The best time to catch a mistake is as soon as it is made so it can be corrected and used as a tool to make sure the contractor is clear on your expectations. This will also ensure you are not paying for poor quality or work that has not been done. Weekly reviews and inspections of the work and the budget should be the minimum!
How to Prepare a Budget for Renovation:
There are some differences in repair costs depending on where the property is located. Materials and labor are more expensive is some markets. Get to know what the local costs are for materials.
There are several ways to estimate the cost of renovation:
Start by using the $/SqFt Method. The average cost of a simple cosmetic renovation is about $20-25/sq ft, depending on the condition of the property and the area.
Next check out Home Advisor's True Cost Guide to find average costs in your area which they even break down intro materials, labor, demo or for specific things like just a new tub surround.
Most importantly, once you've done your initial estimations, confirm the renovation costs with actual bids from contractors.
The more you know what things cost, the better prepared you will be. For instance, on average, materials on a cosmetic bathroom remodel might cost about $2,500 +/- in materials. Repairs and upgrades to consider include vanity, tile floor covering, counter top, sink, faucets and fixtures, bathtub and tile shower surround, lighting, exhaust fan, mirror and towel bars and paper holders, etc.
If a contractor quotes you $5,500 to do the entire job including materials, then you know the contractor is charging you about $3,000 in labor. If the job requires two workers for 5 days to get it done, you are paying approximately $300 per person per day in labor. If that sounds reasonable to you compared to the other bids you get, then you can feel comfortable to consider them.
When you break it down like this, you get a sense of costs for the materials apart from the labor. You need to know this because if you ask a contractor to break it down the way I've just described, their head will explode and you will never get your bid.
You will need to do that math yourself. It is my experience that a contractor will rarely break it down for you, either because they don't want to invest the time to do it or because they do not know how to do it. They just know in their head what they want to charge you for the job. Get to know your material costs!!!
Also consider the kinds of renovations that add the most home value and the highest return on your investment.
How to Work with Contractors Like a Well-Oiled Machine:
The Contractor Agreement is the most important part of working with any contractor. Whether the project is large or small, never skip the step of putting together and getting signed, a very detailed contractor agreement. If every small detail is in writing about the scope of work and what they are supposed to do within the budget quoted to you by them, then the contract is enforceable.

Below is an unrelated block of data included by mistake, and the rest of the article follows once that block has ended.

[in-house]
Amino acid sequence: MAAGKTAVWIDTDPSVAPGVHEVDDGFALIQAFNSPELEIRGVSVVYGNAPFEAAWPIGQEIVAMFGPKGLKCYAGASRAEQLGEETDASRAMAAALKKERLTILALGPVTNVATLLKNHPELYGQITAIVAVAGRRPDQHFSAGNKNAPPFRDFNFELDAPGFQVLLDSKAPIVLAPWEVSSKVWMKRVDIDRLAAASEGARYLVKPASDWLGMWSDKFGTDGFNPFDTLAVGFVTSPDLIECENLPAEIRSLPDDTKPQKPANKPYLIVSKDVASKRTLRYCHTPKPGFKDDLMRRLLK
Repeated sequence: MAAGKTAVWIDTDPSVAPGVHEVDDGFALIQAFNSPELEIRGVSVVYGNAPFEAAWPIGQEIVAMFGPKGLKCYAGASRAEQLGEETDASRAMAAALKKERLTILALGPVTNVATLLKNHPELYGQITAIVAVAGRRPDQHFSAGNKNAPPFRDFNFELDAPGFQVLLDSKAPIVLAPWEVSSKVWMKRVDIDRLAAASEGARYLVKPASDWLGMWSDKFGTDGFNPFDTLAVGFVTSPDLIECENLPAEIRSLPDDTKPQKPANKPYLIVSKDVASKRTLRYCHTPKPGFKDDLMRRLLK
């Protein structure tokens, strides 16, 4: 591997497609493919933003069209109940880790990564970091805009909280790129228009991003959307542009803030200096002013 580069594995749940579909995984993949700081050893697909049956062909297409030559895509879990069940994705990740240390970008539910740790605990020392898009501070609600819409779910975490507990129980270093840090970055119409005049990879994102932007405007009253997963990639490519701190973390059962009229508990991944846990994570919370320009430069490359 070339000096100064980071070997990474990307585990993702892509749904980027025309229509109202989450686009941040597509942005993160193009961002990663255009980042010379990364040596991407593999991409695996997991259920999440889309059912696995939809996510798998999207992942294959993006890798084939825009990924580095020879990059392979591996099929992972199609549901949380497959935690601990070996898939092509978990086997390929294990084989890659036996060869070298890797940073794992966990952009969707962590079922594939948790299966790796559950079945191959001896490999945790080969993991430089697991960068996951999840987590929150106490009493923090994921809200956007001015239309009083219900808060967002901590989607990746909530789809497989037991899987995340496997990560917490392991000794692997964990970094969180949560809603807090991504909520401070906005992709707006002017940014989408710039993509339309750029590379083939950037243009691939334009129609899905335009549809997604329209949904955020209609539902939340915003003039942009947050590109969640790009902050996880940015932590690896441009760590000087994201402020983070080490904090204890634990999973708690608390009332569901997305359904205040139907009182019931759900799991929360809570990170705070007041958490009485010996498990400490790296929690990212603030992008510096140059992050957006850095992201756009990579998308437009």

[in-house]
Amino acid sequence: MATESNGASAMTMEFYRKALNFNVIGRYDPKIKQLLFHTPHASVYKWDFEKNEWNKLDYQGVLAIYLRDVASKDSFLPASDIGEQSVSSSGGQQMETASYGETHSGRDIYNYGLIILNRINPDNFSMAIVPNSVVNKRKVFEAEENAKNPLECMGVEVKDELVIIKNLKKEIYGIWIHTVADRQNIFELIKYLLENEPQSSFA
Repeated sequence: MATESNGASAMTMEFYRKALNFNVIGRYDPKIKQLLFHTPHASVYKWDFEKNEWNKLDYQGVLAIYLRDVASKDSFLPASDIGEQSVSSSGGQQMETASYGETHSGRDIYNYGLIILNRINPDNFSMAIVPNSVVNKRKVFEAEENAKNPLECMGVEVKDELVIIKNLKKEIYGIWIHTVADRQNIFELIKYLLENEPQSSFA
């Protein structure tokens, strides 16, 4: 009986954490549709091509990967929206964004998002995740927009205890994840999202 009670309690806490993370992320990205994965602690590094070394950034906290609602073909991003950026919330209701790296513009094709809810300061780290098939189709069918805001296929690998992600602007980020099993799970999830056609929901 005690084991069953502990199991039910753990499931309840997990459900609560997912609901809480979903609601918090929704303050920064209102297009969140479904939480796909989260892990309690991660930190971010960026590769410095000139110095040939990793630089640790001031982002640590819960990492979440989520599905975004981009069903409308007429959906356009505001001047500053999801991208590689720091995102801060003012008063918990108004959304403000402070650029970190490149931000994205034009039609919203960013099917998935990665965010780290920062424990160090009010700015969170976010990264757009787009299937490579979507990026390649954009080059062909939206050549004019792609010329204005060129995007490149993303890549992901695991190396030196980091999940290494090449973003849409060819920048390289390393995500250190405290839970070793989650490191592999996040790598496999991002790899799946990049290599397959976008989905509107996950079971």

For instance, don't just say, "Paint the interior". Say paint every interior wall this color and all the ceilings in every room that color and all interior doors, closet doors, door trim and window trim, baseboards and crown molding throughout the house in every room this color. That way, if they don't do it, you don't have to argue with them, just show them the contract they signed and what they agreed to do and how they agreed to do it.
Also do not EVER pay a contractor in advance for their work. Pay them a token advance to get them started. Then pay them only for the work they have completed each week until the project is finished. This may require inspections each week, but using technology, some of that can be done remotely.
The contractor agreement stipulates the quality of the workmanship, clean-up required and how they will be paid on a weekly basis only for work completed. If they fail to complete the work or do not do the quality of work stipulated, you are not legally obligated to pay them.
Make contractors agree that if they violate the contractor agreement in any way, they waive their right to put any liens on the property. With such a well written contract in place, if they do not perform and you have to replace them, you just have to make sure you have paid them for the work they did complete that was up to the quality standards stipulated and you can part ways with no further legal obligation on either of your parts.
They have been paid for what they did and you have not over-paid or lost money on bad quality work and are now free to replace them, keeping your original budget for the work in tact.
If a contractor will not sigh such an agreement, don't hire them. Or do so at your own risk, which we do not recommend.
Do not allow a contractor to make a "change order" (any new work that needs to be done, not in the original contract) once a contractor agreement has been put in place. Get new bids from multiple contractors, (including the one on the job), for any new work that has to be done.
Also, very important: If any materials have to be delivered to the property by a supplier directly, make sure the supplier has been paid before you pay the contractor for the materials. If they have not, pay them directly and deduct it from what you would pay the contractor. This is because the supplier has a legal right to put a lien on the property if they have not been paid for those materials when the materials were delivered to the property directly.